‘Feh,’ Madalyn said. ‘Lot of hullabulloo over something that never even happened.’

‘You are not a Christian just because you believe that Jesus lived or that Jesus died,’ I said. ‘To be a Christian is to believe that He rose from the dead.’

‘Suckers,’ she said. ‘So who cares if it was the Romans that killed Him or somebody else?’

‘Well, the Romans do for starters,’ I said.

Carny interrupted. ‘I think she means what would be the point of blaming anyone at all? If you’re a Christian you believe the death and resurrection of Jesus Christ was preordained, if not inevitable. In fact, it’s the defining happening of Christianity: God dispatched Jesus specifically to die for man’s sins; without His sacrifice, no soul could enter the Kingdom of Heaven. Who cares which individuals were responsible for the death of Jesus if the executioners were merely instruments of God’s will?’

‘Yeah, that’s right,’ Madalyn said. ‘You don’t hear Christians going around saying how fucking great things would be for everyone if Jesus had never died. Just the opposite, in fact. If Christians want to be pissed at someone, they should be pissed at people who tried to stop the crucifixion.’

Sheriff Hoover stepped between the cops and the protesters and waved his arms for silence. ‘With the authority granted me by the People’s Underworld Parliamentary Protection Intervention Emergency Safety Act I am bringing you all into the temporary custody of the Dis City Sheriff’s Department.’

‘That would be Simon Peter,’ Carny said.

‘Who?’ Madalyn was distracted by the police action taking place just steps away.

‘He tried to stop the crucifixion. When the high priests brought their servants to arrest Jesus, Peter drew a sword in His defense and cut off one of their ears.’

‘He also betrayed Jesus,’ I said. ‘After His arrest, Peter twice denied knowing Him.’

‘There!’ Madalyn said. ‘They got this Peter guy coming and going. He tried to subvert God’s will and then later, when things got bad, he turned tail and ran. Christians oughta hate Peter like a gay Scout leader reading Harry Potter in Health class.’

‘Actually, Peter’s a revered Catholic saint,’ I said.

She pointed a finger across the table at me. ‘This is what I’m talking about. Religion never makes sense for two seconds.’

‘Or, maybe the contradictions and mysteries of faith reflect a complex universe, one that science and logic alone are incapable of describing,’ Carny suggested.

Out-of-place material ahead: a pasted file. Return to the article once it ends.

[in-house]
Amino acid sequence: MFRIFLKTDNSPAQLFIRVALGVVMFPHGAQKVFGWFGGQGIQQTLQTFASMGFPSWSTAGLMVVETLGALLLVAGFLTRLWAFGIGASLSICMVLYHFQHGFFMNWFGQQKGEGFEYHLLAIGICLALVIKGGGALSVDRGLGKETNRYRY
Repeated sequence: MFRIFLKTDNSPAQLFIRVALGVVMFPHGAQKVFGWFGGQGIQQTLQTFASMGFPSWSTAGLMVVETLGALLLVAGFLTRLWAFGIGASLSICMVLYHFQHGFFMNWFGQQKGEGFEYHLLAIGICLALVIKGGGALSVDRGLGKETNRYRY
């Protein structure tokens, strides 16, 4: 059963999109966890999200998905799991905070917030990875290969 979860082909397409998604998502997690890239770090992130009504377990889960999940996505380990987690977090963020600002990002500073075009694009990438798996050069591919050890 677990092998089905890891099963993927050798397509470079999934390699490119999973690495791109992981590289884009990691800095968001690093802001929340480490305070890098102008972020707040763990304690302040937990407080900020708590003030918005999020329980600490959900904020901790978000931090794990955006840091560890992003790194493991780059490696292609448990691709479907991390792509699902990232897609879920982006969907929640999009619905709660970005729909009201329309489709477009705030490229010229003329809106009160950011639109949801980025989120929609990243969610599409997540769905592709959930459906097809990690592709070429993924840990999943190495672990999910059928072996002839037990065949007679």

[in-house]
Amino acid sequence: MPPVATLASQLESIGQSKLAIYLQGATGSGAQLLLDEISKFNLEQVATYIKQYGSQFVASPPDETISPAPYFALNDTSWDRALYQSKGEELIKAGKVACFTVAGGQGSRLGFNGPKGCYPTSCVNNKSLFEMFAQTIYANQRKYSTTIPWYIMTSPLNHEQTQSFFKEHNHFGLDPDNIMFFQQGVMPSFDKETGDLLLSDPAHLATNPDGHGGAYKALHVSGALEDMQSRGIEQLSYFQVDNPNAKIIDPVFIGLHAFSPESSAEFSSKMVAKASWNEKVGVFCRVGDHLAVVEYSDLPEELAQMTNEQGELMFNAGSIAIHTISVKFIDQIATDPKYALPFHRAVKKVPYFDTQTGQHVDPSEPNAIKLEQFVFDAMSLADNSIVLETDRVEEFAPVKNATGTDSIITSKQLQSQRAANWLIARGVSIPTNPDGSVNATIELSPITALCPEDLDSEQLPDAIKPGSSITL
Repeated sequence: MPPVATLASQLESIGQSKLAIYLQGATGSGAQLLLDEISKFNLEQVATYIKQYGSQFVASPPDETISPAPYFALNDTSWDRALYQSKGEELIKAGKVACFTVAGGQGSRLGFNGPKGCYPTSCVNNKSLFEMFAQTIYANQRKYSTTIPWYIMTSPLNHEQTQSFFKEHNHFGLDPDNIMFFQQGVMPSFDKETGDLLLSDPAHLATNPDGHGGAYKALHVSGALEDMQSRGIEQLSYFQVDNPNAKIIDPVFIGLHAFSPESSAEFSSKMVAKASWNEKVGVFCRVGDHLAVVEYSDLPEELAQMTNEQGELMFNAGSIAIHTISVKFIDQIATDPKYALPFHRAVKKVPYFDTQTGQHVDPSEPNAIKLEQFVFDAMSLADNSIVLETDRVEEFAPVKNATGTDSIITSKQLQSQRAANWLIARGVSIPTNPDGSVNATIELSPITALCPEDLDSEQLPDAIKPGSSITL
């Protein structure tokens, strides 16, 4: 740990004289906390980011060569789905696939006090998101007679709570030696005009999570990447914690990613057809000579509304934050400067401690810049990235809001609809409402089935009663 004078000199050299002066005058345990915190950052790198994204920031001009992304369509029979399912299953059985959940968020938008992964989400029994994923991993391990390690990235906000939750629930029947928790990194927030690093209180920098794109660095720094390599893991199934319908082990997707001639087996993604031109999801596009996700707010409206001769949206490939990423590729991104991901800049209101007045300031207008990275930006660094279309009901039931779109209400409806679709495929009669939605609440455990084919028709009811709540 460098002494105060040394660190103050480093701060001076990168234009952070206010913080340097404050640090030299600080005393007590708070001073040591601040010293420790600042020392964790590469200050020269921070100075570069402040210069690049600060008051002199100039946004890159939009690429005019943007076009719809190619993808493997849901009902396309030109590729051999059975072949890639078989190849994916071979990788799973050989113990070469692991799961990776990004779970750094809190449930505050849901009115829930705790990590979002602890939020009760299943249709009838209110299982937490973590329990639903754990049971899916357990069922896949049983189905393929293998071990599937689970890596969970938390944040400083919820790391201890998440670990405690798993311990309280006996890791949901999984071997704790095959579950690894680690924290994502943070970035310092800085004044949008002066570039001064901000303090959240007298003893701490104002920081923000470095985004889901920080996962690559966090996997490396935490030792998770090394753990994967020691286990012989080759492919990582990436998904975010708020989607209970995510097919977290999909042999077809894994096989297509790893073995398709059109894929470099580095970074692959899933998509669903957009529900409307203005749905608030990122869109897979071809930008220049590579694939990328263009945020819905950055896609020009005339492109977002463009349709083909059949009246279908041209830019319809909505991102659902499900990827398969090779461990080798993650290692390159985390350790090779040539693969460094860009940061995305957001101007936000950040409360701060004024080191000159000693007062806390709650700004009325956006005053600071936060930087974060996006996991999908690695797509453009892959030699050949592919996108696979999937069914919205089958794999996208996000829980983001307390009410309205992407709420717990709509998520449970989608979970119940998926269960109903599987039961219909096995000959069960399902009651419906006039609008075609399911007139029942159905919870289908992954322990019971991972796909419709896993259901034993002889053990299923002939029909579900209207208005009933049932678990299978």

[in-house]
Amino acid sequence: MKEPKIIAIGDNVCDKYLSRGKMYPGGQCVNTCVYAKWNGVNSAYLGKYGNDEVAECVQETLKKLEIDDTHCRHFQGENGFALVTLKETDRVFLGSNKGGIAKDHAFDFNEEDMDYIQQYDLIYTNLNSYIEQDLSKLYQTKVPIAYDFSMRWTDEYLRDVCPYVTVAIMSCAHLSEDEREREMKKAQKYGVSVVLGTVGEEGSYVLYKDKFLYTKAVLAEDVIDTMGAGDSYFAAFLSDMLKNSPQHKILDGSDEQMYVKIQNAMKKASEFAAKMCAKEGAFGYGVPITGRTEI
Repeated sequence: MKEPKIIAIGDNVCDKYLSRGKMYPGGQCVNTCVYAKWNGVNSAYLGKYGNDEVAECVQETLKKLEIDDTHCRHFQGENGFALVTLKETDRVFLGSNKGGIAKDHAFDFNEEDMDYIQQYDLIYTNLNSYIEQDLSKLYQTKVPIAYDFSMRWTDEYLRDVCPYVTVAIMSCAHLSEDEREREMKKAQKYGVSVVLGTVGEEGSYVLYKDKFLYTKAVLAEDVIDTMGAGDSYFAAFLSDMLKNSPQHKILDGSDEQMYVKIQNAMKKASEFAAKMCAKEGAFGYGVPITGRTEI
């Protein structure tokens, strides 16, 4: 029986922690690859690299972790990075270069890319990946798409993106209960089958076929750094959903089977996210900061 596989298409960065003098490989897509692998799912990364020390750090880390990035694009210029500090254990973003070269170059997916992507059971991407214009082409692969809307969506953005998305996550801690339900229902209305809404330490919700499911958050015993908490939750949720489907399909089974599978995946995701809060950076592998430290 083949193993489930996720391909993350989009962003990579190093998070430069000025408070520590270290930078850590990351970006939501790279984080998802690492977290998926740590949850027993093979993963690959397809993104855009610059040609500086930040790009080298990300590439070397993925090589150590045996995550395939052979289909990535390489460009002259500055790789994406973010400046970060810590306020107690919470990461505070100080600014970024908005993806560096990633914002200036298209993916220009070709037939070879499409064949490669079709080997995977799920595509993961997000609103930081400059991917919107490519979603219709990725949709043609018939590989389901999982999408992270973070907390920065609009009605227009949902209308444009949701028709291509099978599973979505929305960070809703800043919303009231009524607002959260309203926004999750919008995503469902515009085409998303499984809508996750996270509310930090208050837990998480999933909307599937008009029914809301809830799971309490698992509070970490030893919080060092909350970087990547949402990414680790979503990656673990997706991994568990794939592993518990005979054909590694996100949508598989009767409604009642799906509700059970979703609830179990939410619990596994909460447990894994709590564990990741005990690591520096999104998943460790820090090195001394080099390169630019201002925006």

Annoyed, Madalyn lit a cigarette: ‘Go lick your own ass.’ Carny did.

The Romans sat on the curb as the policemen bound their wrists with plastic handcuffs. Madalyn stood up and tapped Sheriff Hoover on the shoulder. ‘Cut the crap, Edgar.’

‘Step away, Miss Madalyn. Here in Circle Six, we like our status to remain at quo. The PUPPIES Act says I can arrest anyone in the city for conspiracy to commit disorder. Also, in a little known provision, I can commit Dis City cons for ordering piracy.’

‘The PUPPIES Act was passed to stop terrorism. Specifically terrorism by Ninth Circle, Antenoran anarchists,’ Madalyn said. ‘These people aren’t terrorists. They just don’t want their children, who are already considered geeks because their fluency in Latin gives them a leg up on the SAT verbal, to be called ‘Christ killers’ on top of it.’

Sheriff Hoover guided Madalyn back towards our table. ‘Something’s about to go down, Miss Madalyn,’ he whispered. ‘We’re hearing things. The Antenorans are planning something here in Circle Six. And soon. We can’t allow chaos in the streets to distract us.’

‘Then stop being distracted,’ Madalyn said.

The cops cut the Romans free from their restraints and apologized. Sheriff Hoover declared one young Centurian in a particularly short petticoat of metal-tipped, leather pleats, a ‘person of interest’ as he did with anyone who even barely resembled Sal Mineo. The protesters regrouped and the police dispersed.

‘So, back to this secret plan of yours, Madalyn’ I said. ‘Tell me.’

She grinned and reached into her pillowcase-sized purse and tossed a handful of bumper stickers on the table. They were blue and red with ‘Madalyn’ in white letters and the words ‘PUT YOUR FAITH IN MAD MURRAY O’HAIR!’ in smaller type underneath. ‘I’m running for Parliament,’ she mumbled over the menthol stick in her mouth.


‘I’m running for MP to represent Circle Six.’

‘You’re kidding.’

‘Think about it. You and Carny were sent to Hell because of some bureaucratic mix up. I’ll get myself elected, find out who misfiled your paperwork or whatever, and after I fire a few civil servants for giggles, the two of you will be on the next bus to Paradise or wherever.’

‘I don’t think it works that way,’ I said.

‘Fine. What’s your grand plan?’ Madalyn asked. ‘Prayer?’ I didn’t reply. ‘I know you pray at night, Irving. It’s a Goddamn waste of time, if you ask me. Even if I’m wrong and there really is a God, you told me yourself: He can’t hear us. Our big punishment is that we’ve been removed from God’s presence, isn’t that right?’


‘You don’t need the Man Upstairs,’ she said. ‘You need a friend at City Hall. Clout is the only chance you got of busting out of this place and I’m gonna be yours.’

The Romans turned the corner and another chant (‘Amica! Amicae! This was not a deicide!’) faded behind the bricks and glass of a gourmet candy store. Madalyn stood up, waved at a hovering hornet, peeled the glossy back from one of her stickers, and, smoothing it across the seat of her molded plastic chair, officially announced the start of her campaign.

To be continued…